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September 28, 2012

Oregon frosh WR not acting their age

Like all teams, the Oregon Ducks entered the 2012 season with question marks. Wide receiver was certainly one of them. The group was long on talent but short on experience, with junior Josh Huff the only returnee with extensive college game action.

One possibility for the offensive staff was the stellar recruiting class wide receivers coach Scott Frost and company had put together the prior season, with highly coveted athletes Chance Allen, Bralon Addison and Dwayne Stanford comprising the group the Ducks targeted at the position.

Against all odds for true freshmen in premium programs, two of them are not just playing this year, they are becoming major contributors.

"When we recruited them we told them there would be an opportunity if they prepared," said head coach Chip Kelly. "It was an open competition like every position and those two guys took full advantage of it."

Preparation and hard work, even before moving to Eugene, is one of the common threads for both Cincinnati, Ohio's Dwayne Stanford and Missouri City, Texas' Bralon Addison.

"They worked hard before they got here," said Frost. "They've worked hard since they've gotten here. They are both smart kids and they both care a lot and it shows in how they play."

Kelly highlighted the maturity of the 5-foot-10, 190-pound Addison as one of the prime reasons for his opportunity to gather the 11 receptions, 162 yards and a touchdown that he has this season.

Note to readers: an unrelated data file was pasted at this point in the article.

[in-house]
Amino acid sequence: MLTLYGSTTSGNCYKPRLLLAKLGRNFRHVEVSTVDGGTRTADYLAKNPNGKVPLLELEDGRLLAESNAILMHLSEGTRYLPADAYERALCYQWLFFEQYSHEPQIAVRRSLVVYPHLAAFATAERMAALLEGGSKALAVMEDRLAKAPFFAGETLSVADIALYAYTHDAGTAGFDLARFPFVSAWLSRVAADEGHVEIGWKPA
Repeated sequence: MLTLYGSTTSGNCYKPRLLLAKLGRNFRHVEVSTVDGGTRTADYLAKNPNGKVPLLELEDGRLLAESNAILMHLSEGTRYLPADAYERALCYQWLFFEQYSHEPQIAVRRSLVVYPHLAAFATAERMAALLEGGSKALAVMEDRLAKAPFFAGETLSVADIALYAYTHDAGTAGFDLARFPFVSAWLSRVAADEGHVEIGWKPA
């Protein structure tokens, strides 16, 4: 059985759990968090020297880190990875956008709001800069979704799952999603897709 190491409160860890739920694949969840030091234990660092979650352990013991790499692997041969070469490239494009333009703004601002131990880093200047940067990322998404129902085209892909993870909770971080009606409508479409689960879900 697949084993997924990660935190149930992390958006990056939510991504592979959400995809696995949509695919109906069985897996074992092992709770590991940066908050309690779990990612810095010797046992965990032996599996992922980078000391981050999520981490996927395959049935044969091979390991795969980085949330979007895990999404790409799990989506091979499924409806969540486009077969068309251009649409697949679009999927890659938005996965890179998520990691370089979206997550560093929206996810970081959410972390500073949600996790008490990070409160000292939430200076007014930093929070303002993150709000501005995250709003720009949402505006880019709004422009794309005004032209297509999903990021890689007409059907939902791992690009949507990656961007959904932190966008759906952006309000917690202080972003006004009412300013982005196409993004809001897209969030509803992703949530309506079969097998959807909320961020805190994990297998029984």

"Bralon has done a really nice job," said Kelly. "He came in here as a true freshman and never really acted like a true freshman. A lot like Michael Clay was when Michael was here in his freshman year. He had a great grasp, studied a lot on his own in the summertime. When Bralon was here on the first day of practice on August 6th, he really had a good grasp of what we were doing offensively. Real mature kid. Played in the spotlight was a high school quarterback but has made a great transition to being a real effective receiver for us."

And how would the Oregon head man describe the 6-foot-5, 195-pound Stanford?

"Same exact thing," Kelly answered. "Dwayne is taller. They are both real mature kids who have worked very, very hard."

In the first three games of the season, Dwayne Stanford had two catches in each. In Oregon's fourth game against Arizona, he led the team with five.

"Dwayne is just a big, strong kid making plays for us," observed Frost. "I'm really happy with how he has come along as a freshman. The key to him and Bralon Addison both is that they are the most mature 18-year-olds I've ever been around. They are attentive, they don't get distracted, they work hard, and they know their assignments. I'm just really impressed with how they have approached as 18-year-olds coming in here and getting ready to play a football game."

Against the Wildcats the Ducks repeatedly were able to exploit the formation and matchups with Stanford split wide and getting the ball out to him quickly. Defenses will likely continue to face this threat.

"He's got exceptional hands, and his length and range allow him to get to a lot of balls that some other people can't," explained Frost. "He gives us a unique weapon out there in somebody who can fight for balls and go up and beat people for balls."

The other thing the two young receivers are doing is working hard at blocking, a hallmark of Frost-coached groups.

"Most of the guys are blocking well," Frost agreed. "We can still keep getting better as far as that goes. We had a big challenge from Arizona last week and I'm sure going forward against Washington State and after we are going to have some DB's that are hard to block and bring the fight to us. But we're going to stand toe-to-toe with them and accept the challenge."

Among those accepting the challenge in Seattle, Washington on Saturday will be two 18-year-olds, one from Ohio; one from Texas. Neither of whom are acting their age.


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